President Barack Obama today kicked off SXSW with an opening keynoteÂ urgingÂ attendees to utilize technology and innovation as a way to encourage civic engagement.Â It is the first time a sitting president has made an appearance at the Austin festival.
â€œWe are at a moment in history where technology, globalization and the economy is changing so fast,â€ Obama says, â€œSXSW brings together people who are at the cutting edge of those changes.â€
The president was criticized this week for skipping former first lady Nancy Reaganâ€™s funeral to give his keynote. Though he did not address it, he did say he came to Austin with an important purpose.
â€œThe reason Iâ€™m here is to recruit all of you, and say to you as Iâ€™m about to leave office â€“ how can we come up with new platforms and new approaches across skill sets to solve some of the biggest problems weâ€™re facing today?â€
Obama citedÂ todayâ€™s hottest technology, such as on-demand apps and services,Â asÂ the type of innovative thinkingÂ that could be applied to solve government-related issues.
â€œWe systematically make it harder for our citizens to vote. It is much easier to order pizza or a trip than it is for you to exercise the single most important task in democracy,â€ he said.
â€œWhen government does great things, we take it for granted and itâ€™s not a story. But these people areÂ checking the weather on their phone, lo and behold, thereâ€™s a government satellite facilitating all that.
â€œPart of our task is to tell a better story about what government does,â€ he said. â€œIf suddenly you have the capacity to interact with the government to help you understand why taxes are important, [for example,] then peopleâ€™s attitudes change.â€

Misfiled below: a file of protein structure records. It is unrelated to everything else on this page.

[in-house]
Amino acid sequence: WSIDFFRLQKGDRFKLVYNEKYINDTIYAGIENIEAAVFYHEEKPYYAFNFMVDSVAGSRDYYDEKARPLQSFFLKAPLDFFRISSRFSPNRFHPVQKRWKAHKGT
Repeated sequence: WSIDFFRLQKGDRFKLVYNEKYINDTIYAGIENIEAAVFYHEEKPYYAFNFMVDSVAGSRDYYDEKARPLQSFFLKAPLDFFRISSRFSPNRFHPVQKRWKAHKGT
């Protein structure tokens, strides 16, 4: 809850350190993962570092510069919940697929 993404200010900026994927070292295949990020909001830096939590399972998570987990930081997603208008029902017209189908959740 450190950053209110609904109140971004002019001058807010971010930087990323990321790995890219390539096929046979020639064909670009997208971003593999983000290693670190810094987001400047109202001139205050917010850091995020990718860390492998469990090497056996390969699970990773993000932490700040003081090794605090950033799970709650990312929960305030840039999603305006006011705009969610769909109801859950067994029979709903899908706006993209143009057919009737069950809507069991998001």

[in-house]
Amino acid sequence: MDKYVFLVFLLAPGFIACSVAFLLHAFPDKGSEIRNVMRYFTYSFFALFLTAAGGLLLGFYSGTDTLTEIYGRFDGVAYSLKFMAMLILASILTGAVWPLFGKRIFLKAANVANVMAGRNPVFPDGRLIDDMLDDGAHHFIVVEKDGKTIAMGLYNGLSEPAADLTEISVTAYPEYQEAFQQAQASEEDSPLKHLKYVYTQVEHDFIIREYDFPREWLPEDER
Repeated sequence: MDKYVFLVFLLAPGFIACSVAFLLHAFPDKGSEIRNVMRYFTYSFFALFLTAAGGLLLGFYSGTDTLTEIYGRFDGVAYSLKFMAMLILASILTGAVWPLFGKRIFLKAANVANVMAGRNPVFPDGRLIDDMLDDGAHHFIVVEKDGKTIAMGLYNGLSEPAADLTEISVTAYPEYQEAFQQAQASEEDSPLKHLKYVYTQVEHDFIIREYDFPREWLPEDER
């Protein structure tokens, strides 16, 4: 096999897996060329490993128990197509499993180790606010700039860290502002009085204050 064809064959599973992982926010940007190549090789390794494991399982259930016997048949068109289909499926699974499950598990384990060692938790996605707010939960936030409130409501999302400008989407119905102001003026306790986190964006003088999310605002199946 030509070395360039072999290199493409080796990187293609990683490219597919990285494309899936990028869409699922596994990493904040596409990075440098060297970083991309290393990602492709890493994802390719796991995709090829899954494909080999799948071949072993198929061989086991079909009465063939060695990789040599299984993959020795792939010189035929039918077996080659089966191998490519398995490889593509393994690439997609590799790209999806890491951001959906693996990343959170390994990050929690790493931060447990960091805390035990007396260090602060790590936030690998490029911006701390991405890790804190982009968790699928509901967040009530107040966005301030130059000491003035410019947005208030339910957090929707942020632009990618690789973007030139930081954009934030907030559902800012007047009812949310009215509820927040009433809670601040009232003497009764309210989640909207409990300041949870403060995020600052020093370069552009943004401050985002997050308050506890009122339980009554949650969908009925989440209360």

This stance, he says, is why initiatives like ConnectEdÂ andÂ Computer Science for AllÂ were created to not only encourageÂ techÂ communitiesÂ to innovate for the government, but to also provideÂ opportunities to those without regularÂ access to the Web.
â€œThese are solvable problems. Itâ€™s not a matter of us passively waiting for people to solve them,â€ he said. â€œ[If] weÂ use technology, data, social media in order to join forces around problems, then thereâ€™s no problem that we face in this country thatâ€™s not solvable.â€
The keynote also briefly touched on the topic of encryption and privacy in light of the FBI and Apple case, but POTUS declinedÂ to make official comments. Instead, he questioned the balance between personal privacy and theÂ safety of the greater society.
Still, he continued to push for the audience toÂ use technology as leverage for democratic participation.
â€œIn 10 months, I will not have this office. It has been a great privilege of my life, but Iâ€™m not going to stop promoting the best most peaceful, tolerant, ecologically responsible America.â€